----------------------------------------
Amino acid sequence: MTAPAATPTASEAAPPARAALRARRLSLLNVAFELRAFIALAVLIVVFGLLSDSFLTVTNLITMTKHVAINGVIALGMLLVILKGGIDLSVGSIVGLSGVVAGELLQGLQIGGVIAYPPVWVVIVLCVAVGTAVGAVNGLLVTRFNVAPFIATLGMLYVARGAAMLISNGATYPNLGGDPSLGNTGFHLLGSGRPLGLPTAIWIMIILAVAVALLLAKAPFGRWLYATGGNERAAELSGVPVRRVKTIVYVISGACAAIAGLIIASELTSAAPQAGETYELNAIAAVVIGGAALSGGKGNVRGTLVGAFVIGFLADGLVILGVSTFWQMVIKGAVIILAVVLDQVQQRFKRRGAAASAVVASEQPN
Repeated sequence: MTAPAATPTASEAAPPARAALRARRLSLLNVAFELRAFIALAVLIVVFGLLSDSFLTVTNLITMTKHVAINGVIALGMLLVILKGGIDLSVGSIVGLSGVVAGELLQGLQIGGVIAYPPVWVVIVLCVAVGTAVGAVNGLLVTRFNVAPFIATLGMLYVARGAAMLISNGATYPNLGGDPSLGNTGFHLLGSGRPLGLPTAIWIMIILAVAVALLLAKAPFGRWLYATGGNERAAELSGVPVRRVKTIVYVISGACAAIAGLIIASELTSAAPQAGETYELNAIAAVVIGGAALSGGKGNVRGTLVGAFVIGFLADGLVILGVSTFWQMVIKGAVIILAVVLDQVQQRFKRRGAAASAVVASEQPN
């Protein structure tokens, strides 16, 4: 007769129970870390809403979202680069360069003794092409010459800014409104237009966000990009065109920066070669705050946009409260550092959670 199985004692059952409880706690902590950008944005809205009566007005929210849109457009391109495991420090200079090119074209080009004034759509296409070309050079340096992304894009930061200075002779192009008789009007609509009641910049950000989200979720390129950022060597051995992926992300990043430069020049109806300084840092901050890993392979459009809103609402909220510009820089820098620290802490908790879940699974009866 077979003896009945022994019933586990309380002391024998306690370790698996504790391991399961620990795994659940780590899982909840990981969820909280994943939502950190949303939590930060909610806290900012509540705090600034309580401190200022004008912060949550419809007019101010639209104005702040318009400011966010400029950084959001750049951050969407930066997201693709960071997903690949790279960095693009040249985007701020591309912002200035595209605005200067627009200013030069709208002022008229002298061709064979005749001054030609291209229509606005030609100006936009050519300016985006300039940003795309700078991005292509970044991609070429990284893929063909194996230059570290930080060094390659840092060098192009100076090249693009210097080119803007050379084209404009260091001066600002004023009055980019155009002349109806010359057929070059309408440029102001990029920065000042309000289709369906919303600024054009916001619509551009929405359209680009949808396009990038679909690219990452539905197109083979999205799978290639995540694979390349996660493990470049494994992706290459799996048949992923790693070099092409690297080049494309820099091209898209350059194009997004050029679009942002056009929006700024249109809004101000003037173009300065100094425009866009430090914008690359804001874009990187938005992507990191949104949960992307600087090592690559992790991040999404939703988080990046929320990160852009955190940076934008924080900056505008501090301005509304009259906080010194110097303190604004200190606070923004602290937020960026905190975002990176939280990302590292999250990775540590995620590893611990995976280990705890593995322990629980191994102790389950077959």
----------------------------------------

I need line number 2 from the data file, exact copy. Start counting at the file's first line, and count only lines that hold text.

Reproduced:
Repeated sequence: MTAPAATPTASEAAPPARAALRARRLSLLNVAFELRAFIALAVLIVVFGLLSDSFLTVTNLITMTKHVAINGVIALGMLLVILKGGIDLSVGSIVGLSGVVAGELLQGLQIGGVIAYPPVWVVIVLCVAVGTAVGAVNGLLVTRFNVAPFIATLGMLYVARGAAMLISNGATYPNLGGDPSLGNTGFHLLGSGRPLGLPTAIWIMIILAVAVALLLAKAPFGRWLYATGGNERAAELSGVPVRRVKTIVYVISGACAAIAGLIIASELTSAAPQAGETYELNAIAAVVIGGAALSGGKGNVRGTLVGAFVIGFLADGLVILGVSTFWQMVIKGAVIILAVVLDQVQQRFKRRGAAASAVVASEQPN